screening investigations in dementia

Last reviewed 08/2023

Investigation of dementia is important primarily to exclude reversible causes of cognitive deterioration:

Perform a midstream urine test if delirium is a possibility.

Blood tests:

  • FBC, ESR, CRP - anaemia, vasculitis
  • T4 and TSH - hypothyroidism
  • biochemical screen - hypercalcium or hypocalcaemia
  • urea and creatinine - renal failure, dialysis dementia
  • glucose
  • B12 and folate - vitamin deficiency dementia
  • clotting and albumin - liver function

Other possible blood tests (though not routinely requested in primary care) include:

  • syphilis serology
  • HIV - if in young person
  • caeruloplasmin - Wilson's disease

Conduct investigations such as chest X-ray or electrocardiogram (ECG) as determined by clinical presentation.

Other possible specialist investigations include:

  • cerebrospinal fluid examination if Creutzfeldt-Jakob disease (CJD) or other forms of rapidly progressive dementia are suspected
  • electroencephalography (EEG) - not routinely indicated
    • consider in:
      • suspected delirium, frontotemporal dementia or CJD
      • associated seizure disorder in those with dementia
  • brain biopsy
    • consider only if a potentially reversible cause is suspected that cannot be diagnosed in any other way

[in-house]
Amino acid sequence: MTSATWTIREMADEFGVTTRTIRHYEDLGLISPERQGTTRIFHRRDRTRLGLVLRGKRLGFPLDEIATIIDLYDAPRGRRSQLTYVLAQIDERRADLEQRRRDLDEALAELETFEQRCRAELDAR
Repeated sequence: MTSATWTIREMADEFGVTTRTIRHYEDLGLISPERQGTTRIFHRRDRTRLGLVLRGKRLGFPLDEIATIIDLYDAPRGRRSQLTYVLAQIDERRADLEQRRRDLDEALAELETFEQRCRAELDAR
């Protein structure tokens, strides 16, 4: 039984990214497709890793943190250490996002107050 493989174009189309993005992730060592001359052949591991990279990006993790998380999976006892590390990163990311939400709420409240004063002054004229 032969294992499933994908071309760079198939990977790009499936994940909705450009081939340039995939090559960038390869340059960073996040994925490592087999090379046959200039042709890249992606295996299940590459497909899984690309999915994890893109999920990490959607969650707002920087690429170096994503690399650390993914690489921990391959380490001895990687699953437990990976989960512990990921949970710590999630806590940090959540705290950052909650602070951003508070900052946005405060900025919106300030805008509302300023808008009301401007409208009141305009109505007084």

• imaging
    • use structural imaging to exclude other cerebral pathologies and help establish the subtype of dementia
      • imaging may help to identify treatable causes such as subdural haematoma, normal pressure hydrocephalus, cerebral tumours
      • prefer MRI to assist with early diagnosis and detect subcortical vascular changes. However, CT scanning could be used
      • priority for CT scan should be given to the following
        • atypical presentation
        • rapid unexplained deterioration
        • unexplained focal neurological signs or symptoms
        • history of recent head injury
        • urinary incontinence
        • gait ataxia early in the illness (2)
      • take specialist advice when interpreting scans in people with learning disabilities
    • use perfusion hexamethylpropyleneamine oxime (HMPAO) single-photon emission computed tomography (SPECT) to help differentiate Alzheimer's disease, vascular dementia and frontotemporal dementia
      • the test is not useful in people with Down's syndrome, who may have SPECT abnormalities resembling Alzheimer's disease throughout life
      • if HMPAO SPECT is unavailable, consider 2-[18F]fluoro-2-deoxy-D-glucose positron emission tomography (FDG PET) as an alternative
    • use dopaminergic iodine-123-radiolabelled 2b-carbomethoxy-3b-(4-iodophenyl)-N-(3-fluoropropyl) nortropane (FP-CIT) SPECT to confirm suspected dementia with Lewy bodies (DLB)

Genetic testing – can be offered to patients or to their unaffected relatives if a genetic cause is suspected (1).